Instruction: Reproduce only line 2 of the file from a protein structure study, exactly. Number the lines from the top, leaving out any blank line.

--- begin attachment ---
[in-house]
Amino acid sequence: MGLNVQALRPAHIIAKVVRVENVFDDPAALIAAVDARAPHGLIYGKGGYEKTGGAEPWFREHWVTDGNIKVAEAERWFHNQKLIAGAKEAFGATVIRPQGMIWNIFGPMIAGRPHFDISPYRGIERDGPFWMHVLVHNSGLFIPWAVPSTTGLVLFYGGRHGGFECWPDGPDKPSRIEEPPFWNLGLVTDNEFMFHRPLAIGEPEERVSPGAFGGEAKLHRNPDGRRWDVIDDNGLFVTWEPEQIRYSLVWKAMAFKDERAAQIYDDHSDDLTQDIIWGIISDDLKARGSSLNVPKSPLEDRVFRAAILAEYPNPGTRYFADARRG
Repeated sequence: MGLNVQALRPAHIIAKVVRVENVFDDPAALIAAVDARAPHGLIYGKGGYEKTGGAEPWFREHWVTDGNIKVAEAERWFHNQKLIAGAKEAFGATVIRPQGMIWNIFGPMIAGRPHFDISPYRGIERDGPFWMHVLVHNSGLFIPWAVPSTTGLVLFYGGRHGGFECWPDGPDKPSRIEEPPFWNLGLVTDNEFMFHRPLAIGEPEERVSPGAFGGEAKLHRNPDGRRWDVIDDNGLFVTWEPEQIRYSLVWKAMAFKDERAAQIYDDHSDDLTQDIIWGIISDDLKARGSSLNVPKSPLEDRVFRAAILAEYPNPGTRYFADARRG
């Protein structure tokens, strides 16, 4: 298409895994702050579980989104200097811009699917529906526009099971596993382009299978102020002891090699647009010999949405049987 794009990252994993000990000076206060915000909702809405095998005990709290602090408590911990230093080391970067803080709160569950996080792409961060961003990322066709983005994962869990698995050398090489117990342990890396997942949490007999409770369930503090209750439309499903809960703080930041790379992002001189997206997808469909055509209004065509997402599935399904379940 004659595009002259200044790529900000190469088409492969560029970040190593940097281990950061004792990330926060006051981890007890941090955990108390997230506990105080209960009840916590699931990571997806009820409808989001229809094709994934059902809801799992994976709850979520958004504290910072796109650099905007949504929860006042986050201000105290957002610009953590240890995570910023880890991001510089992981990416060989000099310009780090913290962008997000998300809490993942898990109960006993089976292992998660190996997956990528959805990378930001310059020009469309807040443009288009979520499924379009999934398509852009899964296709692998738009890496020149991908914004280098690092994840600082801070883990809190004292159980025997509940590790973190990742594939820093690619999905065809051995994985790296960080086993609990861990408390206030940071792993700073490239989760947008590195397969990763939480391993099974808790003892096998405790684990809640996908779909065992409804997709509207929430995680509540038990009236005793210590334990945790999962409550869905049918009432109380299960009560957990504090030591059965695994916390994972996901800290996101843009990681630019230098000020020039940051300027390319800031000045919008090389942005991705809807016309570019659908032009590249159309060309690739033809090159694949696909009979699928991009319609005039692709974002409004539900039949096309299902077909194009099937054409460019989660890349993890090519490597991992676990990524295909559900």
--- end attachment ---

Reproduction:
Amino acid sequence: MGLNVQALRPAHIIAKVVRVENVFDDPAALIAAVDARAPHGLIYGKGGYEKTGGAEPWFREHWVTDGNIKVAEAERWFHNQKLIAGAKEAFGATVIRPQGMIWNIFGPMIAGRPHFDISPYRGIERDGPFWMHVLVHNSGLFIPWAVPSTTGLVLFYGGRHGGFECWPDGPDKPSRIEEPPFWNLGLVTDNEFMFHRPLAIGEPEERVSPGAFGGEAKLHRNPDGRRWDVIDDNGLFVTWEPEQIRYSLVWKAMAFKDERAAQIYDDHSDDLTQDIIWGIISDDLKARGSSLNVPKSPLEDRVFRAAILAEYPNPGTRYFADARRG